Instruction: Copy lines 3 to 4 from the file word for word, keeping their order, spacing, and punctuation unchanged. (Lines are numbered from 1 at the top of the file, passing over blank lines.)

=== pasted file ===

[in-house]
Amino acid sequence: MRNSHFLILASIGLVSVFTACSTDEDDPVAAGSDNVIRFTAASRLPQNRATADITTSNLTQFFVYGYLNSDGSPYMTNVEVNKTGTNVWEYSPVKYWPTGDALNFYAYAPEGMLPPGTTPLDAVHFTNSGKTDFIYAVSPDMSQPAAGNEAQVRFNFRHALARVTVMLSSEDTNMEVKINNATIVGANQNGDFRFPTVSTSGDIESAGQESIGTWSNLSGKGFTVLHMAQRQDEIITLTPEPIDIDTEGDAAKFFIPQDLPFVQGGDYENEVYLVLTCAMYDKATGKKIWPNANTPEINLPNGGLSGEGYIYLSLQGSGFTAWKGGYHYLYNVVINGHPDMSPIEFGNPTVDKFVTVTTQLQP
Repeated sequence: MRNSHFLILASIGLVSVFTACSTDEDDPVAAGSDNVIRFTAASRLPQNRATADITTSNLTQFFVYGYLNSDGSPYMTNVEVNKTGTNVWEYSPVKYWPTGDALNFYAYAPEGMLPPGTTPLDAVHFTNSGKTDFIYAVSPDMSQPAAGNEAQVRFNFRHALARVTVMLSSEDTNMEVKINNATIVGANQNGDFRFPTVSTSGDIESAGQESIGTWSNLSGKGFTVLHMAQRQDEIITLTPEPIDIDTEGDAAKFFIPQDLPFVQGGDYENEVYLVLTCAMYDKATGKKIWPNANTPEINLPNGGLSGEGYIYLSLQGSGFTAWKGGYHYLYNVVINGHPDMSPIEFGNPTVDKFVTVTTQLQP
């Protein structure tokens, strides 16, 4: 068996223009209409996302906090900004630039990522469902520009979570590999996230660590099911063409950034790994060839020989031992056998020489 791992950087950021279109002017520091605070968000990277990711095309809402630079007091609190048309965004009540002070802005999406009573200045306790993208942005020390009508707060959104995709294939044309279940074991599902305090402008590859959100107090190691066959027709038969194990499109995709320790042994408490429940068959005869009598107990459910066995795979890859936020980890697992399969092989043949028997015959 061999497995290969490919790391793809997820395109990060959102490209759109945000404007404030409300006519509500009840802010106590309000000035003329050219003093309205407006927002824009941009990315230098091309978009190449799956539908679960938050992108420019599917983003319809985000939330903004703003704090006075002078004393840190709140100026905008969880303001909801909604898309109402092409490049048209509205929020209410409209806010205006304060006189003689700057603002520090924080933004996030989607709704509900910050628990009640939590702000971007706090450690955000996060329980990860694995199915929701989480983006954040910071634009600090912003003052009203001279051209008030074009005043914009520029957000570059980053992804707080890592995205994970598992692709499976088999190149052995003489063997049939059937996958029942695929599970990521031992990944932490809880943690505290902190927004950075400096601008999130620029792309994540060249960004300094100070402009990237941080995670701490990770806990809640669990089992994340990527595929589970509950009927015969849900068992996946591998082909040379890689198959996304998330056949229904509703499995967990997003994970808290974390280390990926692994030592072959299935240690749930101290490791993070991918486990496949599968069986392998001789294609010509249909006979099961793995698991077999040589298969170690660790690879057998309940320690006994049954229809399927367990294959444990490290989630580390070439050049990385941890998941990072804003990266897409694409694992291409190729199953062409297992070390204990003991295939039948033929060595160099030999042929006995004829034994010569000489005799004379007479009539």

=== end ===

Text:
Repeated sequence: MRNSHFLILASIGLVSVFTACSTDEDDPVAAGSDNVIRFTAASRLPQNRATADITTSNLTQFFVYGYLNSDGSPYMTNVEVNKTGTNVWEYSPVKYWPTGDALNFYAYAPEGMLPPGTTPLDAVHFTNSGKTDFIYAVSPDMSQPAAGNEAQVRFNFRHALARVTVMLSSEDTNMEVKINNATIVGANQNGDFRFPTVSTSGDIESAGQESIGTWSNLSGKGFTVLHMAQRQDEIITLTPEPIDIDTEGDAAKFFIPQDLPFVQGGDYENEVYLVLTCAMYDKATGKKIWPNANTPEINLPNGGLSGEGYIYLSLQGSGFTAWKGGYHYLYNVVINGHPDMSPIEFGNPTVDKFVTVTTQLQP
């Protein structure tokens, strides 16, 4: 068996223009209409996302906090900004630039990522469902520009979570590999996230660590099911063409950034790994060839020989031992056998020489 791992950087950021279109002017520091605070968000990277990711095309809402630079007091609190048309965004009540002070802005999406009573200045306790993208942005020390009508707060959104995709294939044309279940074991599902305090402008590859959100107090190691066959027709038969194990499109995709320790042994408490429940068959005869009598107990459910066995795979890859936020980890697992399969092989043949028997015959 061999497995290969490919790391793809997820395109990060959102490209759109945000404007404030409300006519509500009840802010106590309000000035003329050219003093309205407006927002824009941009990315230098091309978009190449799956539908679960938050992108420019599917983003319809985000939330903004703003704090006075002078004393840190709140100026905008969880303001909801909604898309109402092409490049048209509205929020209410409209806010205006304060006189003689700057603002520090924080933004996030989607709704509900910050628990009640939590702000971007706090450690955000996060329980990860694995199915929701989480983006954040910071634009600090912003003052009203001279051209008030074009005043914009520029957000570059980053992804707080890592995205994970598992692709499976088999190149052995003489063997049939059937996958029942695929599970990521031992990944932490809880943690505290902190927004950075400096601008999130620029792309994540060249960004300094100070402009990237941080995670701490990770806990809640669990089992994340990527595929589970509950009927015969849900068992996946591998082909040379890689198959996304998330056949229904509703499995967990997003994970808290974390280390990926692994030592072959299935240690749930101290490791993070991918486990496949599968069986392998001789294609010509249909006979099961793995698991077999040589298969170690660790690879057998309940320690006994049954229809399927367990294959444990490290989630580390070439050049990385941890998941990072804003990266897409694409694992291409190729199953062409297992070390204990003991295939039948033929060595160099030999042929006995004829034994010569000489005799004379007479009539």